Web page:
My Davidson | A Student Blog 16 Hours in Panama City: Politics, Economics & Cultural Immersion

a group of students stand in front of a sign that reads "Panama"

Ten students spent spring break in Panama studying politics and economic development with Prof. Britta Crandall.

Clara Smith ’24 reflects on her spring break trip to Panama with Prof. Britta Crandall, where they studied politics and economics through meetings with government officials, founders of nonprofits, and indigenous leaders.

About the Author

Clara Smith ’24 (she/her) is a political science and economics double major from Amarillo, Texas.

After graduating from Davidson, Clara will work as a Commercial Real Estate Analyst at Wells Fargo in Charlotte.

Over spring break, 10 students had the remarkable opportunity to go to Panama to study politics and economic development. We experienced so much in one week, traveling throughout Panama City and meeting with government officials, founders of nonprofits, and indigenous leaders. While every day was packed with exciting lessons and experiences, my favorite day in Panama was when we had a bit of free time to choose our own adventure. My day began outdoors at the Municipal Natural Park. Although secluded in nature, we could still see the incredible Panama City skyline through the trees. 

Panama City skyline

Panama City is actually in the jungle!

I desperately wanted to see a sloth, but the park ranger warned us that it was unlikely we would see any animals. Still, I was persistent (and overly optimistic). First, we got lucky and saw a small herd of ñeques, small rodents that look like miniature capybaras. We continued our upward hike and were told to keep an eye out for a sloth ahead. We slowed our pace, waiting to catch a glimpse of the elusive animal. Sloths are hard to spot because they rarely move, which makes them not easily seen by predators or by American students. We were in luck–the sloth was slowly moving through the trees. Yes, they are as slow as I expected. We watched the sloth for 30 minutes, and my cheeks hurt from smiling. 

a sloth sits in the trees

Sloth in Spanish is perezoso, which literally means lazy.

After a quick lunch, we put on our best tropical business attire and headed to the Tribunal Electoral, a nonpartisan government organization dedicated to maintaining fairness and freedom of elections in Panama. The Tribunal Electoral is considered one of the most well-run and corruption-free institutions in Panama. We met with Salvador Sánchez, who heads the Tribunal’s Institute of Democratic Studies. He explained the major problems facing Panamanian democracy, views on the current presidential candidates, and how his organization studies elections and electoral issues. We definitely took with us a few lessons for the United States electoral process.

a group of students stand in front of the Tribunal Electoral in Panama
a group of students stand in a classroom in front of a screen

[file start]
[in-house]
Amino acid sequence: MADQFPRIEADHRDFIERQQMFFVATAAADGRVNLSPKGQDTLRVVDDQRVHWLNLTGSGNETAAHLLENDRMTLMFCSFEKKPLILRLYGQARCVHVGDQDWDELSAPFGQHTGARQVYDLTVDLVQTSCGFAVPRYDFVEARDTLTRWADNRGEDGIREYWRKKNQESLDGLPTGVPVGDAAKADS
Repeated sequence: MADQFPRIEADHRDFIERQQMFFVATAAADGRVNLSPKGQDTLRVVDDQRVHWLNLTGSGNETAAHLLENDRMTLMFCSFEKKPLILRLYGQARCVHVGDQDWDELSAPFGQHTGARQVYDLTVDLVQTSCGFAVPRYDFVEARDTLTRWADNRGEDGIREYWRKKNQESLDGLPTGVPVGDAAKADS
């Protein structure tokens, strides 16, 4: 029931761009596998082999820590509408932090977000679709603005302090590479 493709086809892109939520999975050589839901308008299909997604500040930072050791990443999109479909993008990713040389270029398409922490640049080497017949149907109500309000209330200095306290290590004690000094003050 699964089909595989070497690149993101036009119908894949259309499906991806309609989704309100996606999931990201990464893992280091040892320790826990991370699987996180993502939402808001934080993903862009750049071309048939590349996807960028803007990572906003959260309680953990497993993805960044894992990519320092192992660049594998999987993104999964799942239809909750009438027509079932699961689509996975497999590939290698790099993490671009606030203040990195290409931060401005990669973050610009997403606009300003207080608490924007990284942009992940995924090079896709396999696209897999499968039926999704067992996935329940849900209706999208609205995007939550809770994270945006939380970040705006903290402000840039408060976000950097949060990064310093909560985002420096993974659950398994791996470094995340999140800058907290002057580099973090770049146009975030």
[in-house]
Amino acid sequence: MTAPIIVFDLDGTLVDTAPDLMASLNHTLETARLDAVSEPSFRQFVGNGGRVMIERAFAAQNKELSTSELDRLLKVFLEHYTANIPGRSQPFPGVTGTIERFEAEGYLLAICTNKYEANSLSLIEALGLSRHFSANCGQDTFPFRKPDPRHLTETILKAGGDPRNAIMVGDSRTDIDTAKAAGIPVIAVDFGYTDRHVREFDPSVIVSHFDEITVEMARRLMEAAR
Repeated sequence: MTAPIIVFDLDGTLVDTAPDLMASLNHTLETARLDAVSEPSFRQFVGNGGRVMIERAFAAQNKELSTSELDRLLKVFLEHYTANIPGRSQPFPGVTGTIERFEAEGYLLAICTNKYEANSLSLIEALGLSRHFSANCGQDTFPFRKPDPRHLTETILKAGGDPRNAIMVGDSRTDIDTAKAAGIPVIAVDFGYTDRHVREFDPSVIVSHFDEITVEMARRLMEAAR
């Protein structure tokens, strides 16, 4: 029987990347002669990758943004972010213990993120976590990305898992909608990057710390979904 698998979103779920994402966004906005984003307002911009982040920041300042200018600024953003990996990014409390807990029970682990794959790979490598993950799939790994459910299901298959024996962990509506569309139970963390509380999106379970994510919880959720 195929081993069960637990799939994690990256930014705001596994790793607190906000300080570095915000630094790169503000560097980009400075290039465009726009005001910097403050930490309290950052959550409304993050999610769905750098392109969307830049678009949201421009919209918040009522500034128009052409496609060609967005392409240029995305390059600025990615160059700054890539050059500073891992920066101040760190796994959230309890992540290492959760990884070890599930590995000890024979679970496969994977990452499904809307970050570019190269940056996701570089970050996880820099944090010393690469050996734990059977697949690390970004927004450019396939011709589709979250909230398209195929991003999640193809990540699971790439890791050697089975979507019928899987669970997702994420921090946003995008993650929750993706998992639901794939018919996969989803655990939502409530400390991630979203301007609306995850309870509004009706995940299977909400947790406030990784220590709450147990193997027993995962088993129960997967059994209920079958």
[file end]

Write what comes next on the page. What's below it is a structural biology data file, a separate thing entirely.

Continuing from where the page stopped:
We also visited the Panama Canal, and it was one of the most incredible feats of human ingenuity and engineering that I have ever seen. The force of water and the ability to watch container ships the size of the Empire State Building carrying 14,000 containers was mind-blowing. The Canal has also defined Panamanian history, from the early French attempts at construction, to the U.S. occupation and possession of the Canal and the area around it, to its current expansion and ownership by Panama. We learned first-hand the expectations Panamanians have for social investment financed by Canal profits, and how recent droughts have drastically reduced its capacity.

a group of students stand in front of the Panama Canal

Visiting the Panama Canal

On Tuesday night, Henry Griffith ‘24 said “What if we went to Game 7 of the Panamanian Youth Baseball Championship Series?” So Wednesday evening, that’s exactly what we did. Panamanian Youth Baseball is perhaps the most followed sport in the country, with young players hoping to make it to the minor or major leagues in the United States. 

a baseball stadium from the crowd

Attending Game 7 of the Panamanian Youth Baseball Championship Series

The game was fantastic, a classic comeback and underdog story, all played out in a modern stadium with hotdogs, beer, and popcorn. The fans went wild at every strike, ball, and base, and we cheered and yelled like everyone else. I’d bet that we were the only foreigners there, but that didn’t matter because we all shared a love of baseball, even if the addition of a pitch clock hadn’t made its way to Panama. 

I loved our week in Panama. Getting to learn about the country from Panamanians instead of simply academic articles, drinking geisha coffee, eating fish at an Emberá native village, staying in dorms on a converted U.S. military base, and making new friendships with other Davidson students and Panamanians was an incredible experience that I’ll remember long after I graduate. 

On the plane back to the United States, I thought about the friends I made and the lessons I’ll take with me in my final semester at Davidson, and how I can be a better, empathetic person after I graduate and begin working. After all, a liberal arts education forms a well-rounded and complete individual, and I’m so grateful to and our professor, Britta Crandall, for making this trip possible.